Social Alterations is a learning hub for responsible fashion. In the lab you’ll find lesson plans, activities, workshops, games, etc., all for… free! What’s the catch? Well, if you want to learn with us, you’ve got to get serious about the social and ecological impacts of the fashion industry. Our education modules will do more than get you started, they’ll motivate you to inspire change…
BA(Hons) Fashion Design – Buckinghamshire New University
This exciting new degree in fashion has its emphasis in a creative approach to design with its unique emphasis on ethics and sustainability.
Centre for Sustainable Fashion – London College of Fashion
MA Fashion and the Environment introduces the concepts of sustainability and sustainable fashion design and development at a postgraduate level. By twinning fashion and the environment, London College of Fashion aims to take postgraduate students on unique interdisciplinary journeys.
The design process is explored, along with the fashion lifecycle and major environmental, cultural and social impacts associated with fashion. Through the course, students are encouraged to engage with innovative and radical ways to approach sustainable fashion solutions employing different perspectives on sustainability and different fashion business models.
Over the last ten years TED has been developing a set of practice-based sustainable design strategies that assist designers in creating textiles that have a reduced impact on the environment.
Fashion Textiles Now – Janet Prescott 2013
Before the beautifully tailored men’s suit or the exquisite gown appears on the catwalk or in the store, the most important element comes into play – the place where fashion starts – the fabric. But how much do we actually know about the textiles we are wearing and does it matter? Behind the catwalks there is a whole hidden system which combines industry, glamour, high finance and above all, design. Its scope runs from high-tech industrial complexes to traditional spinning and weaving. It encompasses haute couture and tailoring for the elite to handmade craft fabric made on traditional looms and the everyday clothing we buy in our favourite shops. With information on where each fabric comes from, how it is made and its properties, ‘Fashion Textiles Now’ provides a complete guide to fashion textiles. Whether you are a student or professional in fashion, textiles, design or merchandising, a costume designer or curator, this book is for you.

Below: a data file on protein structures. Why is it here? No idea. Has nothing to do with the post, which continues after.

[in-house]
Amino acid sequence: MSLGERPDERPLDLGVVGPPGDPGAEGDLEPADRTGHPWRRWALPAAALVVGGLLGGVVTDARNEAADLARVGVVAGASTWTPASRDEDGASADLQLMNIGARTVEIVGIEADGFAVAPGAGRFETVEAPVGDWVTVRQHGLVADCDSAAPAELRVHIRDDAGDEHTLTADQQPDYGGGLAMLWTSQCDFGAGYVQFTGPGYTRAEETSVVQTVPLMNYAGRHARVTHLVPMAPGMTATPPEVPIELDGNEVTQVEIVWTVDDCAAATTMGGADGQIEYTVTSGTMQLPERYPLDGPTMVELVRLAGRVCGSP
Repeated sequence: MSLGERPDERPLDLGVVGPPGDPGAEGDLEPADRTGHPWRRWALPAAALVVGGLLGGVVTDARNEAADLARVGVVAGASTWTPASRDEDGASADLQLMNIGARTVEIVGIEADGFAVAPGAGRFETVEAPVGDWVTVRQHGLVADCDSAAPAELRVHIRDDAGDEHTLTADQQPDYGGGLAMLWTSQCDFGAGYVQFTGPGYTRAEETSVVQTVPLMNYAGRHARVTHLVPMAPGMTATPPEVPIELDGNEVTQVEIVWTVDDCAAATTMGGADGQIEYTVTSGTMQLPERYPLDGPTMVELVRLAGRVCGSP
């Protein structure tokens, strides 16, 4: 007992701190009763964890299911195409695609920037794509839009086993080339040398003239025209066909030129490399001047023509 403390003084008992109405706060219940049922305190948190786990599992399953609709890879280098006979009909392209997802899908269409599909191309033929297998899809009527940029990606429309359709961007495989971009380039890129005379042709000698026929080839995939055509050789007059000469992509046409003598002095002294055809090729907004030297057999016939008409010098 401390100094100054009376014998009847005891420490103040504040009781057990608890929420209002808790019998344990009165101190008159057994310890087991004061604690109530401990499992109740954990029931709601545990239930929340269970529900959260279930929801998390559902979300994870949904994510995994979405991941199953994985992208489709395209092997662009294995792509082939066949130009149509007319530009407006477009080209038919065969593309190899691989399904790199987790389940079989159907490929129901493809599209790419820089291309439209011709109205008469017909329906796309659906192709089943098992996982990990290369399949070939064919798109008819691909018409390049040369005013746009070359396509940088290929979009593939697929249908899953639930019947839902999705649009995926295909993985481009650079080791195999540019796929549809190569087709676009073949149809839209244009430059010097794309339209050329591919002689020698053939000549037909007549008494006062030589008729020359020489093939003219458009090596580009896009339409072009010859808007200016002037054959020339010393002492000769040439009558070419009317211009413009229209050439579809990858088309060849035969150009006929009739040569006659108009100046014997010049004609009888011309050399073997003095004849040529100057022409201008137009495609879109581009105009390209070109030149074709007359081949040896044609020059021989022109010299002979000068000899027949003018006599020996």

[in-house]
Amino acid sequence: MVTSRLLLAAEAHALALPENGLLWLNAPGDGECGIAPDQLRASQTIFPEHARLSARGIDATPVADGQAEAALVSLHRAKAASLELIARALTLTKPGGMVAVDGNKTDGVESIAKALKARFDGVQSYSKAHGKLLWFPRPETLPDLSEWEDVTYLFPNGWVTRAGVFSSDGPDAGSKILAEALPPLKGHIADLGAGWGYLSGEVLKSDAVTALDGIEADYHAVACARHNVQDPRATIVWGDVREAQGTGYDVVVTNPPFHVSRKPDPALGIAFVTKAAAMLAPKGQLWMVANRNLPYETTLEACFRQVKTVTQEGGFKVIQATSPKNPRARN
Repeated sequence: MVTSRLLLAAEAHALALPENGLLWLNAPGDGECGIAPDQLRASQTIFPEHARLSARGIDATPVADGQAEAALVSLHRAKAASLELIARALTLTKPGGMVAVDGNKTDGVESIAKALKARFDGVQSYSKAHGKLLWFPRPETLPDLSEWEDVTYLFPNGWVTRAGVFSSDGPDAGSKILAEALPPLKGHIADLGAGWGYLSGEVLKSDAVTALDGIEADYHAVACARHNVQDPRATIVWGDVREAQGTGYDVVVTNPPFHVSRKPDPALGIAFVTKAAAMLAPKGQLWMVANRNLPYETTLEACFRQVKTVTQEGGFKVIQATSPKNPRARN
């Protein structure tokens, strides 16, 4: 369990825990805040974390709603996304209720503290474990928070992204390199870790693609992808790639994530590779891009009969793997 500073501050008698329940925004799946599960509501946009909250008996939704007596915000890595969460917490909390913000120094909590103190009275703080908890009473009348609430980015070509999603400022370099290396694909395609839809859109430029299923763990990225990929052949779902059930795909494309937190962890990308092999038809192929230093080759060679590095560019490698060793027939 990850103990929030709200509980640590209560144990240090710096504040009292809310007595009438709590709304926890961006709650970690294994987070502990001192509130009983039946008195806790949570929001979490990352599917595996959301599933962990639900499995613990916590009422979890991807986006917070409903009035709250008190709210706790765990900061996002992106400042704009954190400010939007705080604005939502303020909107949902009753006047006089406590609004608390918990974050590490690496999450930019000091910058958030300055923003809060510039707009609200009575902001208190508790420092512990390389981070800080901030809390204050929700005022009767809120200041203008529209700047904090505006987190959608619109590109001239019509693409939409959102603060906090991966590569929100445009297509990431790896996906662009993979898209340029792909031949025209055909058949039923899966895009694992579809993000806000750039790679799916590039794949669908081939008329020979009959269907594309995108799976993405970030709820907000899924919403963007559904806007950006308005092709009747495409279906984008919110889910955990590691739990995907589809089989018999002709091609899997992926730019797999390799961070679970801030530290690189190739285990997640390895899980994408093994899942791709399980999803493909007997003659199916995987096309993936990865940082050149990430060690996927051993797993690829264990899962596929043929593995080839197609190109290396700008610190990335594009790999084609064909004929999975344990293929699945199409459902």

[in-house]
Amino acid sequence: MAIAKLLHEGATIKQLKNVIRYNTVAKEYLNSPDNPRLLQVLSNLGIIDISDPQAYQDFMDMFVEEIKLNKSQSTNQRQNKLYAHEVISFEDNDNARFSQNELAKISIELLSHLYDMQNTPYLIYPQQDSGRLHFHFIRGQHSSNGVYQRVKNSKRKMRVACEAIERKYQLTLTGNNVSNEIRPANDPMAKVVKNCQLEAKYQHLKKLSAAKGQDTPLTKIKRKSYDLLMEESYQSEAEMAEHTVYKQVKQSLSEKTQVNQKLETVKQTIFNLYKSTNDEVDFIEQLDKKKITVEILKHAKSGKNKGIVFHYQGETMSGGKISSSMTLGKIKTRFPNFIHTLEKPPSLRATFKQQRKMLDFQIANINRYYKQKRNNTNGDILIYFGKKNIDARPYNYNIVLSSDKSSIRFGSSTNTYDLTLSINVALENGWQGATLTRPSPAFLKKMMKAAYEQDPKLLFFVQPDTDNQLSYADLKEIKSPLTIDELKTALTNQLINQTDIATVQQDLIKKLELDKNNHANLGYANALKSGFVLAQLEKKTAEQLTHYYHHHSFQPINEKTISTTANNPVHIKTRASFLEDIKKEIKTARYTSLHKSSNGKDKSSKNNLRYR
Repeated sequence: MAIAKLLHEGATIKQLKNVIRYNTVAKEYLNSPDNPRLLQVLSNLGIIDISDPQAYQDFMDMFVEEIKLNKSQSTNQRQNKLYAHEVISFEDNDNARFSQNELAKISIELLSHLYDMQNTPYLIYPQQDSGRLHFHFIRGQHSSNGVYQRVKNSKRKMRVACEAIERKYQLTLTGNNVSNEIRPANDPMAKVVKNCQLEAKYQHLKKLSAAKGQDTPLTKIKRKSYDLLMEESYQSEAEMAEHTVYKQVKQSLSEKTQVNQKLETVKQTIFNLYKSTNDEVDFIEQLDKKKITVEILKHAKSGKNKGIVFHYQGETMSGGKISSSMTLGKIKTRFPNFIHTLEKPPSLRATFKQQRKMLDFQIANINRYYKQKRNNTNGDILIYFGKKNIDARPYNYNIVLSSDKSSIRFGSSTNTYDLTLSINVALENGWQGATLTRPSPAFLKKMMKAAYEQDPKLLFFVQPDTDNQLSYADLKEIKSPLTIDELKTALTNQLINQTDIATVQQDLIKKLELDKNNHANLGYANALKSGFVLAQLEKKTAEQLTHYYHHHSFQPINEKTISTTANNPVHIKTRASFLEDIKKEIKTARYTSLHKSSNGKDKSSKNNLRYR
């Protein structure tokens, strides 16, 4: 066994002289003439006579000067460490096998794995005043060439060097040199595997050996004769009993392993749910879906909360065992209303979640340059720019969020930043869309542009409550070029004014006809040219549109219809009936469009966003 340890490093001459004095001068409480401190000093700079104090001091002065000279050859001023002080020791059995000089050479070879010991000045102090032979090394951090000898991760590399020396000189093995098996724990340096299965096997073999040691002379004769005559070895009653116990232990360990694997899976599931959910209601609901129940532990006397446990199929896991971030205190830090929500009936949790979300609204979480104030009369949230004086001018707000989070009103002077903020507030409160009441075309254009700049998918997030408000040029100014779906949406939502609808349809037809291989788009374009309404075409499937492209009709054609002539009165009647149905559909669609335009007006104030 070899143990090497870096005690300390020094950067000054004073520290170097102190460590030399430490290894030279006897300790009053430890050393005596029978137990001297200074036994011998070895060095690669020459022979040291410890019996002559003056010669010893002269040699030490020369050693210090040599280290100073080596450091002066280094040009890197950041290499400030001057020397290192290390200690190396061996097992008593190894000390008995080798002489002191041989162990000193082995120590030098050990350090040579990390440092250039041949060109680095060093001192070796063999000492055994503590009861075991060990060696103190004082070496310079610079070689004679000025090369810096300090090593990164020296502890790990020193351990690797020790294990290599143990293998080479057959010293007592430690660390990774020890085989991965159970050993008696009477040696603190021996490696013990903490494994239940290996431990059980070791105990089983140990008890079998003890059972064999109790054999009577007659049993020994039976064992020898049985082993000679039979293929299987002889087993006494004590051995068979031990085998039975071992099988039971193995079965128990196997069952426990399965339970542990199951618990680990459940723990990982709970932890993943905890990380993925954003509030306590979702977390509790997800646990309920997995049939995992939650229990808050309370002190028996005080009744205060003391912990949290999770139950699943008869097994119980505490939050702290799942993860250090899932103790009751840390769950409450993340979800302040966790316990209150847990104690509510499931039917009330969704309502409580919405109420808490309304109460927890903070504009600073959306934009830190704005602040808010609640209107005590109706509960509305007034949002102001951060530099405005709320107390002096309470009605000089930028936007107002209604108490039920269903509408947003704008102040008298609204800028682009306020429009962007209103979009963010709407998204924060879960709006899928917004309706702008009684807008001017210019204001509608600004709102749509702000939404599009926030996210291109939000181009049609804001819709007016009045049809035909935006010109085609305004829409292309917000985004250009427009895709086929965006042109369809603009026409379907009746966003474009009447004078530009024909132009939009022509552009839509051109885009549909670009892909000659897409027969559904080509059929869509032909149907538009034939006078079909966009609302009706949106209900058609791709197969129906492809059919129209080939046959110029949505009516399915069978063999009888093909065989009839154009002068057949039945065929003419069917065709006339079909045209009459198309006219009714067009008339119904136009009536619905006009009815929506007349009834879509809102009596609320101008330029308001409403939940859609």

The Sustainable Fashion Handbook – Sandy Black 2012
The word ‘handbook’ is rather misleading – this is more like an encyclopedia. Packed with authoritative features and facts, and inspiring images and ideas, it is dramatically more in-depth and comprehensive than any previous single publication on the subject. The book is divided into five thematic chapters covering every aspect of contemporary fashion from fashion cultures (from high street to blogosphere to couture), to the eco-footprint of the current resource-hungry and wasteful system, to the fashion business, employer of up to 40 million people worldwide. Finally a resources section provides comprehensive listings of leading organizations involved in campaigning, advising, certifying, footprinting and promoting sustainability worldwide.
Fashion & Sustainability: Design for Change – Kate Fletcher & Lydia Gross 2012